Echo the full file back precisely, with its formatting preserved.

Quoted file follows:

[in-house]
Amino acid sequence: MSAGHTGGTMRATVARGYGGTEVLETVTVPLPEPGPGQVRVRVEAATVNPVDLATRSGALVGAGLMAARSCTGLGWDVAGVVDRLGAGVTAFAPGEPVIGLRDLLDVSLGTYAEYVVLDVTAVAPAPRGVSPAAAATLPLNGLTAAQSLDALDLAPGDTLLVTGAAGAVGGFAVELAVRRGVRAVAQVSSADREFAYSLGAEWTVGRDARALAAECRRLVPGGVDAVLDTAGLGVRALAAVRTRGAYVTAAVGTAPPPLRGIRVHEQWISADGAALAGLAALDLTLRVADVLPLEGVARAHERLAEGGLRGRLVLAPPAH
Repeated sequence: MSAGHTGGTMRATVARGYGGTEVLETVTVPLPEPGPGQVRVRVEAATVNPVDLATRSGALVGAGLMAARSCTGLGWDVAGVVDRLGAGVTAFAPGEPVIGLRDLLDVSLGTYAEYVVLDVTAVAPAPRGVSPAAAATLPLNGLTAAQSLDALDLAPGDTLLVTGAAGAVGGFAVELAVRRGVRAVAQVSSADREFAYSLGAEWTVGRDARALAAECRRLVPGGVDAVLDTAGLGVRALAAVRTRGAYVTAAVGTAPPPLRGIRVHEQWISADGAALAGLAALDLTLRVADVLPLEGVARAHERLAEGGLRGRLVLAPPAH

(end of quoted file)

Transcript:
[in-house]
Amino acid sequence: MSAGHTGGTMRATVARGYGGTEVLETVTVPLPEPGPGQVRVRVEAATVNPVDLATRSGALVGAGLMAARSCTGLGWDVAGVVDRLGAGVTAFAPGEPVIGLRDLLDVSLGTYAEYVVLDVTAVAPAPRGVSPAAAATLPLNGLTAAQSLDALDLAPGDTLLVTGAAGAVGGFAVELAVRRGVRAVAQVSSADREFAYSLGAEWTVGRDARALAAECRRLVPGGVDAVLDTAGLGVRALAAVRTRGAYVTAAVGTAPPPLRGIRVHEQWISADGAALAGLAALDLTLRVADVLPLEGVARAHERLAEGGLRGRLVLAPPAH
Repeated sequence: MSAGHTGGTMRATVARGYGGTEVLETVTVPLPEPGPGQVRVRVEAATVNPVDLATRSGALVGAGLMAARSCTGLGWDVAGVVDRLGAGVTAFAPGEPVIGLRDLLDVSLGTYAEYVVLDVTAVAPAPRGVSPAAAATLPLNGLTAAQSLDALDLAPGDTLLVTGAAGAVGGFAVELAVRRGVRAVAQVSSADREFAYSLGAEWTVGRDARALAAECRRLVPGGVDAVLDTAGLGVRALAAVRTRGAYVTAAVGTAPPPLRGIRVHEQWISADGAALAGLAALDLTLRVADVLPLEGVARAHERLAEGGLRGRLVLAPPAH